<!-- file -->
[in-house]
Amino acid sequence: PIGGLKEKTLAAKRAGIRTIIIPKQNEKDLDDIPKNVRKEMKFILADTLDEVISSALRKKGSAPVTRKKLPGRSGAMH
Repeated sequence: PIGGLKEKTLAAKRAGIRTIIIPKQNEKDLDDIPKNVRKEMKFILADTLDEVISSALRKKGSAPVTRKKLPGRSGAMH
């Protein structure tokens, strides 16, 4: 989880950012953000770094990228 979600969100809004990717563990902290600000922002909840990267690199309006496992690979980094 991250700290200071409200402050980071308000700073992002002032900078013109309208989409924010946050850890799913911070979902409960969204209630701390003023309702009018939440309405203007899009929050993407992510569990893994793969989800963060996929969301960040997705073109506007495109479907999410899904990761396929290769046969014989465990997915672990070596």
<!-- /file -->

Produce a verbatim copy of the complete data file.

[in-house]
Amino acid sequence: PIGGLKEKTLAAKRAGIRTIIIPKQNEKDLDDIPKNVRKEMKFILADTLDEVISSALRKKGSAPVTRKKLPGRSGAMH
Repeated sequence: PIGGLKEKTLAAKRAGIRTIIIPKQNEKDLDDIPKNVRKEMKFILADTLDEVISSALRKKGSAPVTRKKLPGRSGAMH
């Protein structure tokens, strides 16, 4: 989880950012953000770094990228 979600969100809004990717563990902290600000922002909840990267690199309006496992690979980094 991250700290200071409200402050980071308000700073992002002032900078013109309208989409924010946050850890799913911070979902409960969204209630701390003023309702009018939440309405203007899009929050993407992510569990893994793969989800963060996929969301960040997705073109506007495109479907999410899904990761396929290769046969014989465990997915672990070596």